Thanks to the advent of consumer drone technology, I’ve been able to really push my skills as an aerial filmmaker. And because of that, I was inspired to create an online master class for working with drones. However, even if you’re just a novice, there are some quick tips that can get you on the right track. Here are four things that instantly helped me become a better drone filmmaker.
1. Frame Rate
I’m a huge fan of the “movie style” feel with my footage. Most Hollywood films are shot in 24fps (23.976), so when I create my own films, my editing timeline is always set to 24fps. I really don’t like the way 30fps looks, in general — however, when I’m flying, I shoot everything in 30fps. There are two reasons for that.
First, it gives me the opportunity to slow everything down 20% to match my 24fps timeline. When you shoot your drone footage in 24fps, it’s in real time and can feel a little choppy. Sometimes the gimbal isn’t doing as well as you hoped because of wind, which can make your video look unstable. When you slow down any footage with the proper settings, though, it can instantly look smoother. Using this technique gives a lot of my shots a real “flowy” feel, making them almost whimsical being in super slow motion. Done right, it doesn’t even feel like slow motion at all.
Second, I shoot at a higher frame rate so I can more easily license my footage. Footage shot in 24fps is hard to license, because it leaves less flexibility for it for whoever purchases it. Most ads you see are 30fps, so if you submit something with a lower frame rate, it’s pretty much unusable for those purposes. Alternately, if someone wants to slow the footage down, they can’t really do that with a fixed low frame rate.
2. Know What You’re Droning For
Just like with any piece of gear, it’s easy to overdo it. When I first got a slider, 50% of my shots were slider shots. When I first got a stabilizer, 50% of my shots were all walking stabilized shots. It’s the same thing with a drone. When I first got a drone, my non-drone films were FULL of aerial shots. I definitely overdid it in the beginning. Then I realized that the drone is just another tool in my tool chest — it’s something that needs to be used intentionally in non-drone films, not overdone and predictable. When it’s used too often, it can just become distracting. (However, if you’re making a fully aerial film, of course that’s the point, so go nuts!)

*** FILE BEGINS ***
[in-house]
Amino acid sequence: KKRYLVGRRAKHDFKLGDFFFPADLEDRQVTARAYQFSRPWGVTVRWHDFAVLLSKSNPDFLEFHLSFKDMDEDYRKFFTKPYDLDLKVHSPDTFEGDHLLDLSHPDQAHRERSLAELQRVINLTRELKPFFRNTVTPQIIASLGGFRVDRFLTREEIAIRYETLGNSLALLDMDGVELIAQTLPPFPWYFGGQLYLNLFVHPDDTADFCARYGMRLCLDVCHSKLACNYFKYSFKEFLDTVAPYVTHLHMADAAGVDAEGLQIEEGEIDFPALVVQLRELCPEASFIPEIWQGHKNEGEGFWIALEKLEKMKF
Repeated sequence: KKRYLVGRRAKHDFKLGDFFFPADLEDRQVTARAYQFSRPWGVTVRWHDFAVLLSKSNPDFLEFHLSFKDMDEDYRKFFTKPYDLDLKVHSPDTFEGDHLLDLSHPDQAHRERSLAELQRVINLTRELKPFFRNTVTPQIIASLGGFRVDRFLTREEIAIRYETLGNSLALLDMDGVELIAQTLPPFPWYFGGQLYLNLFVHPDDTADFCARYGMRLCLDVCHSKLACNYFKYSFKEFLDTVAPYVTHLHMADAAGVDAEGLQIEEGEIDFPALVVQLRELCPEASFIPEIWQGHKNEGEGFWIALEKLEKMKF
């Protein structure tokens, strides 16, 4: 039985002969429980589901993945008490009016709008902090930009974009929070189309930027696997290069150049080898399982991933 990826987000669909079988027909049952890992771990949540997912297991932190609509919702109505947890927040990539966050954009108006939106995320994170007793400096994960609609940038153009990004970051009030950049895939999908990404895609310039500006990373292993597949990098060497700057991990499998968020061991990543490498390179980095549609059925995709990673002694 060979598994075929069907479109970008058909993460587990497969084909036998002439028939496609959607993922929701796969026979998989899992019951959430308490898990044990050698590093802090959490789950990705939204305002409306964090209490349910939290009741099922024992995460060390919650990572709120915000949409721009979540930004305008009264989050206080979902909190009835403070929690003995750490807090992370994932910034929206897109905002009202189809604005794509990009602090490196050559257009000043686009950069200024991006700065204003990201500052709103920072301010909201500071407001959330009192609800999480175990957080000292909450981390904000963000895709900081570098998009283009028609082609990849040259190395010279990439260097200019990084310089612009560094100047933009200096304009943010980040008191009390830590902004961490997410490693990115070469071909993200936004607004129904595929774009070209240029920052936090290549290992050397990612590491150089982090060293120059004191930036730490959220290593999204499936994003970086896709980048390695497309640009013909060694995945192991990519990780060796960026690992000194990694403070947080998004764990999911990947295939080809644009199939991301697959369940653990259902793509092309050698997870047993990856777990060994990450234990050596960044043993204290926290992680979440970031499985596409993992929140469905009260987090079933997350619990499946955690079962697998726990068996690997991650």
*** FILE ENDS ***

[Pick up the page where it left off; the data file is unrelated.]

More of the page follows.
3. Take Photos Too
We always want things to point to our films. In a world where attention spans seem shorter and shorter, people may breeze by your film with a swipe. That’s why I started taking photos every place I was getting footage. Sure, you can do a screen grab from 4K footage, but why not take a killer photo too and throw it into Lightroom or Photoshop? People are easily mesmerized by aerial photos, and they’re easier than footage to share and repost. Taking photos while droning is a simple thing that can later help point your audience straight to your film.
Another plus side to taking photos is that it helps with your overall content strategy, such as when you’re creating a video thumbnail or blog post — even for your website, in general. Photos are a huge asset in bringing your image and brand to life.
4. Stay Safe
I do a lot of nature and landscape filmmaking, and there are plenty of times where I am out by myself with little to no cell service. At some of the most epic spots I’ve filmed in, I had ZERO cell service. Being that I am married with four kids, needless to say, my wife worries when I’m in those areas. What happens if I get hurt or my car breaks down? Whether we like it or not, accidents happen.
I always let someone know where I am and what time frame I’ll be there, so that if I’m gone longer than anticipated and no one hears from me, they at least know where I am and can send someone. Another option is getting some sort of GPS satellite device that lets you send a preset text to let someone know you’re safe or to contact emergency services if you are hurt or need help. There are a few out there you can use; I use one called SPOT.
So go out, have fun, get some epic footage, be safe, and drone like nobody’s business.
About Drone Master Class
I launched dronemasterclass.com to bring together drone pilots and filmmakers to learn from leaders in the drone world. It’s a place to challenge your creativity and push the boundaries of aerial cinematography, with new classes coming out every quarter.
Whether you’re a commercial filmmaker, professional videographer or photographer, or just a hobbyist, this online course will challenge, educate, and inspire you. Pond5 members and blog readers can receive a discount on the course using promo code: POND5.
Have questions about this post, getting started with drones, or joining Drone Master Class? Tell us in the comments below.